LEGISLATORS have slammed Local Government minister July Moyo for strangely behaving like a debt collector on behalf of Netherlands-based company Geogenix BV in the controversial US$400 million Pomona waste-to-energy deal.
Moyo has written a number of letters compelling the City of Harare to suspend its resolution to halt the deal as well as pushing the local authority to pay the money it supposedly owes to Geogenix BV.
Raising the issue during this week’s National Assembly question-and-answer session, Norton MP Temba Mliswa lambasted Moyo, accusing him of shirking his ministerial obligation to present himself before Parliament to answer questions from legislators whilst focusing of being a debt collector on behalf of a private company.
“Honorable July Moyo is not here to respond, but is busy writing letters to the local authorities so that money comes out. His job now is to write letters wanting money. How can a minister be a debt collector? He is not here to answer issues of all the deals that he is doing.”
“Where is he? He is seen writing letters left, right and centre wanting a 10% commission. He has been paid. Ndozvinonetsa kana wadya mari dzevanhu. Haurari usiku nekuti unenge uchingonyora matsamba uchirotomoka (That is the problem with compromised ministers, they cannot sleep peacefully at night). He must come and answer on why he is writing letters when he is not a debt collector,” said Mliswa.
Pumula MP Sicelesile Mahlangu quizzed Moyo’s deputy, Marian Chombo, on whether it is the duty of a minister to act as a debt collector on behalf of a private company.
“My question is directed to the minister of Local Government. The minister wrote a letter to the City of Harare to pay the so-called outstanding amount to the Pomona company. Is it the duty of the minister to act as a debt collector on behalf of the private company?” she asked.
In her response, deputy minister Chombo said: “Surely, the ministry of Local Government is not a debt collector. We are the line ministry and the local authorities fall under the ministry of Local Government and Public Works. If a contractor or anybody brings a complaint or request through the ministry, it is our duty to contact the relevant local authority to try and address the complaint or the request. If the local authority has got a contractual agreement with any supplier, definitely they have to honour up to it.”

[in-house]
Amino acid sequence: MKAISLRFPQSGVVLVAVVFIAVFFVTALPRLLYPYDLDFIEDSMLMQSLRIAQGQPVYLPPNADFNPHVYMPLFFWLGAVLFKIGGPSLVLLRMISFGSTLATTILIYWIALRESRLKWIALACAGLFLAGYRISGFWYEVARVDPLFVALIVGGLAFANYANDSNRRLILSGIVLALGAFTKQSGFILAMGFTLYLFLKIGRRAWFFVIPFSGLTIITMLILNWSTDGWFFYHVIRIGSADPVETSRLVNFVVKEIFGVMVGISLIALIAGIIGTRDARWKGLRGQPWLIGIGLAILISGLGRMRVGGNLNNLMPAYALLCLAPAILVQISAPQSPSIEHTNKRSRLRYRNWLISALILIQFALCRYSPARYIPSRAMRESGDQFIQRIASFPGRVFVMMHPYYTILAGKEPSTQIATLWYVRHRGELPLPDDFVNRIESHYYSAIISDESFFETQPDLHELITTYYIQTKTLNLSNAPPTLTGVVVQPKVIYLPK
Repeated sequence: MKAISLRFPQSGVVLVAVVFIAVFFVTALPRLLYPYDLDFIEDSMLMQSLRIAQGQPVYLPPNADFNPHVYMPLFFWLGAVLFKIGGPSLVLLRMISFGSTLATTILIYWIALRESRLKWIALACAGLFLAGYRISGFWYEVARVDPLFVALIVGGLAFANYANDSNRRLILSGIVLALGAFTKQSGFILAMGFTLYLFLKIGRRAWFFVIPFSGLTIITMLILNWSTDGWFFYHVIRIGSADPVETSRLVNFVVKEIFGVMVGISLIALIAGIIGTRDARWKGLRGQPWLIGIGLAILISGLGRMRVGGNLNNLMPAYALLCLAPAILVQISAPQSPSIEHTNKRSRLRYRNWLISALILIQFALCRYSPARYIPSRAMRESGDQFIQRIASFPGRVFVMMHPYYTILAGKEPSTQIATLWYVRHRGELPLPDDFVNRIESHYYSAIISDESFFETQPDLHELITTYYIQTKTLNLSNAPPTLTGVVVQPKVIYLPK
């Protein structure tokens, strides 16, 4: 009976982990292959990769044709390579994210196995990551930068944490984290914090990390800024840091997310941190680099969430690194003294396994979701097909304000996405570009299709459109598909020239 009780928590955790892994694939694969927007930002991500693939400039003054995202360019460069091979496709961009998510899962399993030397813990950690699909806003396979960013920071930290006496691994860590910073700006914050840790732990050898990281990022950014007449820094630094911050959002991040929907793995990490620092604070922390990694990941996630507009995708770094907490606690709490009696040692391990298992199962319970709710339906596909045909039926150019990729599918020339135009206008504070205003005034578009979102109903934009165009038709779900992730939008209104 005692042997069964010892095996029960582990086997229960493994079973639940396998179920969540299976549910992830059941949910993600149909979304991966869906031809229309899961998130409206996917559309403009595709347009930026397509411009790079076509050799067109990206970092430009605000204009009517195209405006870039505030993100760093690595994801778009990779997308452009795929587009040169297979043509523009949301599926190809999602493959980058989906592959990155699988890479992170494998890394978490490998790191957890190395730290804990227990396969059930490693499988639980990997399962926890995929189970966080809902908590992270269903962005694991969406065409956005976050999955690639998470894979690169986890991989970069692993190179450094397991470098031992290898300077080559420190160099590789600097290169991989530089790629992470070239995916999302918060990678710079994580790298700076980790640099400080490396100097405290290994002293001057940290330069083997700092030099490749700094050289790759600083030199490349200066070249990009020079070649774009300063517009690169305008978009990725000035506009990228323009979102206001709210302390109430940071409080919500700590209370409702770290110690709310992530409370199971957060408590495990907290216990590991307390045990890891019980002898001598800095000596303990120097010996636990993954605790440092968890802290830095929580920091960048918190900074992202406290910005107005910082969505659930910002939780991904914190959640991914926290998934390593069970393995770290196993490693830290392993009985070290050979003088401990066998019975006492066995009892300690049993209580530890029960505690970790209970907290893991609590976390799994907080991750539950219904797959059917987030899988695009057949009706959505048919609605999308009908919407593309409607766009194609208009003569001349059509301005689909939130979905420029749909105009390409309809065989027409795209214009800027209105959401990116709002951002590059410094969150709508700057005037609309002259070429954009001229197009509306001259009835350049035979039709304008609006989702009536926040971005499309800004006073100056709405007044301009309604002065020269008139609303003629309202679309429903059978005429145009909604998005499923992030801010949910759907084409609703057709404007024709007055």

Kambuzuma legislator Willius Madzimure immediately voiced concern over Chombo’s answer, saying: “Is the minister trying to tell this House that all of a sudden the ministry now has the responsibility of acting on behalf of a private company that has its own lawyers and administration that looks at its own issues? Does the minister want us to believe that it is the ministry that is in contract with the City of Harare? Where in the Acts of Zimbabwe do we have a law that allows a minister to follow up on a credit?”
But deputy minister Chombo said it is her ministry’s duty to make sure that any complaint raised against any relevant authority is addressed.
Responding to Chombo’s answer, Norton MP Mliswa lamented the fa t that the Local Government ministry was not following due process.
“My supplementary question is that the minister cannot get away with receiving complaints from stakeholders. There is a process, there is a procedure. Even the President himself with the powers vested in him, if there is a theft complaint, he does not go and arrest. He uses the institutions which are there to do the job. You cannot say you are at Central Government and you are making a decision to override. There are processes and procedures…”
“These people have got their lawyers too – why are their lawyers not doing the job?” Mliswa asked.
Harare North legislator Allan Markham concurred with Mliswa, accusing the ministry of Local Government of misleading Parliament.
“We are being misled by the Hon. Deputy Minister. The last time the issue of debt collection came up with City of Harare to collect debts, she told us not to debt collect, but her Ministry now goes and debt collects for a private company,’’ Markham said.